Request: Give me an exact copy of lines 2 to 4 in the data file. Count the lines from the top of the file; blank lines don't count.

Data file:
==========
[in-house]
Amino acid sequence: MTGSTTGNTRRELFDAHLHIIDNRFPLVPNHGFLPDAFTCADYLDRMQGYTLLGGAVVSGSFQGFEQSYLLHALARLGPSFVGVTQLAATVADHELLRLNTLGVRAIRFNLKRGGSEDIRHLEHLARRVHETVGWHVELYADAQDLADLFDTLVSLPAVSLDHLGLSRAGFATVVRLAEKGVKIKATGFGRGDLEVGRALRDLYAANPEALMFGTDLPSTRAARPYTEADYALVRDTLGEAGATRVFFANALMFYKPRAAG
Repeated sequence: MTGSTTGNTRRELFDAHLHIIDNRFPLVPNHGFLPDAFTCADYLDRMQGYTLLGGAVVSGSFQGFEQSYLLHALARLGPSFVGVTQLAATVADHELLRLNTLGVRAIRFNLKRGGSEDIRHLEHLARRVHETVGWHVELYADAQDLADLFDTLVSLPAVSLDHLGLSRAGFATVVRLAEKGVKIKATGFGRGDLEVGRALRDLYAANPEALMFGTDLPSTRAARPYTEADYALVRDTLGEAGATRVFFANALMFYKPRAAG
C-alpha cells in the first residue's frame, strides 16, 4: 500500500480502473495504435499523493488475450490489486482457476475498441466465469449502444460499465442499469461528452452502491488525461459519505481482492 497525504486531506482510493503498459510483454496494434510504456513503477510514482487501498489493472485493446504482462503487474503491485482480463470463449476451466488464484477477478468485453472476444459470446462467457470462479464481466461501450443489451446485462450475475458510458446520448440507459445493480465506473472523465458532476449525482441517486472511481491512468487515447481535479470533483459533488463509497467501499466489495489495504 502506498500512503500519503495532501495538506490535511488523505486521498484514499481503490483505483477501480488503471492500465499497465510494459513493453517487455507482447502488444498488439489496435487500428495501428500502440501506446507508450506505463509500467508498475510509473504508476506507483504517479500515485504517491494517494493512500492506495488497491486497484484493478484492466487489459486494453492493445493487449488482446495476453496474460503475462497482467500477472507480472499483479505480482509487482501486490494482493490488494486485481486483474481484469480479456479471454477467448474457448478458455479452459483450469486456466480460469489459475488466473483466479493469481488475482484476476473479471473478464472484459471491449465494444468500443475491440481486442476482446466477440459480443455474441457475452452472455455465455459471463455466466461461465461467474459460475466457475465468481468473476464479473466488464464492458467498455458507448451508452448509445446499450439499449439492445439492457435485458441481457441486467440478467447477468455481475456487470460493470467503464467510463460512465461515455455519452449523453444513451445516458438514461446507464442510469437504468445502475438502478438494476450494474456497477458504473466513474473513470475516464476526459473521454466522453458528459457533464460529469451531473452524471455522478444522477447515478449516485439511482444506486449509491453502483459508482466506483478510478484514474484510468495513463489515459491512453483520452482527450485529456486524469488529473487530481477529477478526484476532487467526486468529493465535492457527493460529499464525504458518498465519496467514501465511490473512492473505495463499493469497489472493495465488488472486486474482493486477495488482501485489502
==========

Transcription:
Amino acid sequence: MTGSTTGNTRRELFDAHLHIIDNRFPLVPNHGFLPDAFTCADYLDRMQGYTLLGGAVVSGSFQGFEQSYLLHALARLGPSFVGVTQLAATVADHELLRLNTLGVRAIRFNLKRGGSEDIRHLEHLARRVHETVGWHVELYADAQDLADLFDTLVSLPAVSLDHLGLSRAGFATVVRLAEKGVKIKATGFGRGDLEVGRALRDLYAANPEALMFGTDLPSTRAARPYTEADYALVRDTLGEAGATRVFFANALMFYKPRAAG
Repeated sequence: MTGSTTGNTRRELFDAHLHIIDNRFPLVPNHGFLPDAFTCADYLDRMQGYTLLGGAVVSGSFQGFEQSYLLHALARLGPSFVGVTQLAATVADHELLRLNTLGVRAIRFNLKRGGSEDIRHLEHLARRVHETVGWHVELYADAQDLADLFDTLVSLPAVSLDHLGLSRAGFATVVRLAEKGVKIKATGFGRGDLEVGRALRDLYAANPEALMFGTDLPSTRAARPYTEADYALVRDTLGEAGATRVFFANALMFYKPRAAG
C-alpha cells in the first residue's frame, strides 16, 4: 500500500480502473495504435499523493488475450490489486482457476475498441466465469449502444460499465442499469461528452452502491488525461459519505481482492 497525504486531506482510493503498459510483454496494434510504456513503477510514482487501498489493472485493446504482462503487474503491485482480463470463449476451466488464484477477478468485453472476444459470446462467457470462479464481466461501450443489451446485462450475475458510458446520448440507459445493480465506473472523465458532476449525482441517486472511481491512468487515447481535479470533483459533488463509497467501499466489495489495504 502506498500512503500519503495532501495538506490535511488523505486521498484514499481503490483505483477501480488503471492500465499497465510494459513493453517487455507482447502488444498488439489496435487500428495501428500502440501506446507508450506505463509500467508498475510509473504508476506507483504517479500515485504517491494517494493512500492506495488497491486497484484493478484492466487489459486494453492493445493487449488482446495476453496474460503475462497482467500477472507480472499483479505480482509487482501486490494482493490488494486485481486483474481484469480479456479471454477467448474457448478458455479452459483450469486456466480460469489459475488466473483466479493469481488475482484476476473479471473478464472484459471491449465494444468500443475491440481486442476482446466477440459480443455474441457475452452472455455465455459471463455466466461461465461467474459460475466457475465468481468473476464479473466488464464492458467498455458507448451508452448509445446499450439499449439492445439492457435485458441481457441486467440478467447477468455481475456487470460493470467503464467510463460512465461515455455519452449523453444513451445516458438514461446507464442510469437504468445502475438502478438494476450494474456497477458504473466513474473513470475516464476526459473521454466522453458528459457533464460529469451531473452524471455522478444522477447515478449516485439511482444506486449509491453502483459508482466506483478510478484514474484510468495513463489515459491512453483520452482527450485529456486524469488529473487530481477529477478526484476532487467526486468529493465535492457527493460529499464525504458518498465519496467514501465511490473512492473505495463499493469497489472493495465488488472486486474482493486477495488482501485489502